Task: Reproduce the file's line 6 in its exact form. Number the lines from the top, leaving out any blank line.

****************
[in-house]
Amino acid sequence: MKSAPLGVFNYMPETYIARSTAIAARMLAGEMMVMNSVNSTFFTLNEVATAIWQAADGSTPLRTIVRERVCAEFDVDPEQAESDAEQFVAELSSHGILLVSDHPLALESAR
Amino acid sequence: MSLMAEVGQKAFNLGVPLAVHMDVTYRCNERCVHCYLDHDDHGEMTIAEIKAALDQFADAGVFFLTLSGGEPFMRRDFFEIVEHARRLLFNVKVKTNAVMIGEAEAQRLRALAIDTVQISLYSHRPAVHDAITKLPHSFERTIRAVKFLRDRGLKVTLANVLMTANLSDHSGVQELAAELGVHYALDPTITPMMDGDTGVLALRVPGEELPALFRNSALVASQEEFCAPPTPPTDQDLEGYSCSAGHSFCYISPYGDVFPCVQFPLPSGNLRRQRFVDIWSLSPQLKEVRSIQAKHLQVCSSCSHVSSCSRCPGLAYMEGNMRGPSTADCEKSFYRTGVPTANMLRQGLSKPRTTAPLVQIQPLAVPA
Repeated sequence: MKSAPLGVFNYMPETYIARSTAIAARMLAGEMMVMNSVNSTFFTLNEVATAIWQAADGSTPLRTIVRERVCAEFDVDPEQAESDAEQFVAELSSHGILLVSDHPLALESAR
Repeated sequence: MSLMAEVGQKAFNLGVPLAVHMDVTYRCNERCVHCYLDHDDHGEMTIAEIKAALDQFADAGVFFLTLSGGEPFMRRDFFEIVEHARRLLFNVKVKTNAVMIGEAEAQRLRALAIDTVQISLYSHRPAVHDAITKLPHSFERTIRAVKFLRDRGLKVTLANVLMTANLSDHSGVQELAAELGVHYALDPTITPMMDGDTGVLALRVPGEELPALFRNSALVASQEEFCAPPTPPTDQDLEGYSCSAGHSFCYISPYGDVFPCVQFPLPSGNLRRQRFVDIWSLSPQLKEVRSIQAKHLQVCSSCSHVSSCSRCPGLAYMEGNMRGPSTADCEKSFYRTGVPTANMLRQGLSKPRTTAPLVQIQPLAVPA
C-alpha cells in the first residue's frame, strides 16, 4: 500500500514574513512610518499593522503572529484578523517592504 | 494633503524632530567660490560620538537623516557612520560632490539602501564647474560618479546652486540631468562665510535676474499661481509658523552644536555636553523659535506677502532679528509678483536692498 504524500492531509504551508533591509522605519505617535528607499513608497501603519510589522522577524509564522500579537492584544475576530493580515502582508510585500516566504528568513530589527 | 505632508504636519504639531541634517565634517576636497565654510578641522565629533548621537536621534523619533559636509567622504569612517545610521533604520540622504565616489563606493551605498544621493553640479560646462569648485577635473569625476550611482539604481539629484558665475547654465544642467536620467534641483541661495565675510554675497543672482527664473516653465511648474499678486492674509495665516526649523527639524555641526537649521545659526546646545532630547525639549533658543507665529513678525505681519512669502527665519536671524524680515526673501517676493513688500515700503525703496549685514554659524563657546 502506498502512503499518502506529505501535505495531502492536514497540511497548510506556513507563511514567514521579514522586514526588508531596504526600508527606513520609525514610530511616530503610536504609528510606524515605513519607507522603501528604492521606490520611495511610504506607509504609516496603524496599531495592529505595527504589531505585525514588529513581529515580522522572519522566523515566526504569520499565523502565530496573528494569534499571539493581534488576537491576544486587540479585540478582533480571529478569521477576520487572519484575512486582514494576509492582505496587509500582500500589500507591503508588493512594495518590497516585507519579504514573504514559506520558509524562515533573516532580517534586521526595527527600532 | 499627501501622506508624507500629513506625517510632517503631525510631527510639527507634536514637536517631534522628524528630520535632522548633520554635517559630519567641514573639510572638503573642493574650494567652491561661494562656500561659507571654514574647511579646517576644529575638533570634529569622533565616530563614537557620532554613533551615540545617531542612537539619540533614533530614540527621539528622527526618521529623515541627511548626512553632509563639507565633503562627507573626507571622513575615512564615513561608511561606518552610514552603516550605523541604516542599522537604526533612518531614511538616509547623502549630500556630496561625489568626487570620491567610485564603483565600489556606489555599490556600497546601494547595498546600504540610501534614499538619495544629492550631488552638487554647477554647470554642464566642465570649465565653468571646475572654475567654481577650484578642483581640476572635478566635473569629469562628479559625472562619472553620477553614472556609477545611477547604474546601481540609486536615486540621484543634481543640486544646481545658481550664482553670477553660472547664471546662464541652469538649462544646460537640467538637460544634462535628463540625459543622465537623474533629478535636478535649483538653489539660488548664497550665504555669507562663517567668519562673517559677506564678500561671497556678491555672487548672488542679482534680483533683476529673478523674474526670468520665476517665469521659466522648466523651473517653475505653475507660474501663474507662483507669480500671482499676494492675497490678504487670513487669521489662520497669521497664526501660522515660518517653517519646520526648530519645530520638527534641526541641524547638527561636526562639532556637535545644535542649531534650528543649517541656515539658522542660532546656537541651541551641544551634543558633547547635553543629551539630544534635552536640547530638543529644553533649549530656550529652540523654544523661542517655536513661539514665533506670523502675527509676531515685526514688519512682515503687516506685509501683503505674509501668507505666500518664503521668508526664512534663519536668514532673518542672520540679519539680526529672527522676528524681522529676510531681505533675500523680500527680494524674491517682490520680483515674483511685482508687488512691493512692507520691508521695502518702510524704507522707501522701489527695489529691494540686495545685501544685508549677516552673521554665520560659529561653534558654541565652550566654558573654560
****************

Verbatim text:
C-alpha cells in the first residue's frame, strides 16, 4: 500500500514574513512610518499593522503572529484578523517592504 | 494633503524632530567660490560620538537623516557612520560632490539602501564647474560618479546652486540631468562665510535676474499661481509658523552644536555636553523659535506677502532679528509678483536692498 504524500492531509504551508533591509522605519505617535528607499513608497501603519510589522522577524509564522500579537492584544475576530493580515502582508510585500516566504528568513530589527 | 505632508504636519504639531541634517565634517576636497565654510578641522565629533548621537536621534523619533559636509567622504569612517545610521533604520540622504565616489563606493551605498544621493553640479560646462569648485577635473569625476550611482539604481539629484558665475547654465544642467536620467534641483541661495565675510554675497543672482527664473516653465511648474499678486492674509495665516526649523527639524555641526537649521545659526546646545532630547525639549533658543507665529513678525505681519512669502527665519536671524524680515526673501517676493513688500515700503525703496549685514554659524563657546 502506498502512503499518502506529505501535505495531502492536514497540511497548510506556513507563511514567514521579514522586514526588508531596504526600508527606513520609525514610530511616530503610536504609528510606524515605513519607507522603501528604492521606490520611495511610504506607509504609516496603524496599531495592529505595527504589531505585525514588529513581529515580522522572519522566523515566526504569520499565523502565530496573528494569534499571539493581534488576537491576544486587540479585540478582533480571529478569521477576520487572519484575512486582514494576509492582505496587509500582500500589500507591503508588493512594495518590497516585507519579504514573504514559506520558509524562515533573516532580517534586521526595527527600532 | 499627501501622506508624507500629513506625517510632517503631525510631527510639527507634536514637536517631534522628524528630520535632522548633520554635517559630519567641514573639510572638503573642493574650494567652491561661494562656500561659507571654514574647511579646517576644529575638533570634529569622533565616530563614537557620532554613533551615540545617531542612537539619540533614533530614540527621539528622527526618521529623515541627511548626512553632509563639507565633503562627507573626507571622513575615512564615513561608511561606518552610514552603516550605523541604516542599522537604526533612518531614511538616509547623502549630500556630496561625489568626487570620491567610485564603483565600489556606489555599490556600497546601494547595498546600504540610501534614499538619495544629492550631488552638487554647477554647470554642464566642465570649465565653468571646475572654475567654481577650484578642483581640476572635478566635473569629469562628479559625472562619472553620477553614472556609477545611477547604474546601481540609486536615486540621484543634481543640486544646481545658481550664482553670477553660472547664471546662464541652469538649462544646460537640467538637460544634462535628463540625459543622465537623474533629478535636478535649483538653489539660488548664497550665504555669507562663517567668519562673517559677506564678500561671497556678491555672487548672488542679482534680483533683476529673478523674474526670468520665476517665469521659466522648466523651473517653475505653475507660474501663474507662483507669480500671482499676494492675497490678504487670513487669521489662520497669521497664526501660522515660518517653517519646520526648530519645530520638527534641526541641524547638527561636526562639532556637535545644535542649531534650528543649517541656515539658522542660532546656537541651541551641544551634543558633547547635553543629551539630544534635552536640547530638543529644553533649549530656550529652540523654544523661542517655536513661539514665533506670523502675527509676531515685526514688519512682515503687516506685509501683503505674509501668507505666500518664503521668508526664512534663519536668514532673518542672520540679519539680526529672527522676528524681522529676510531681505533675500523680500527680494524674491517682490520680483515674483511685482508687488512691493512692507520691508521695502518702510524704507522707501522701489527695489529691494540686495545685501544685508549677516552673521554665520560659529561653534558654541565652550566654558573654560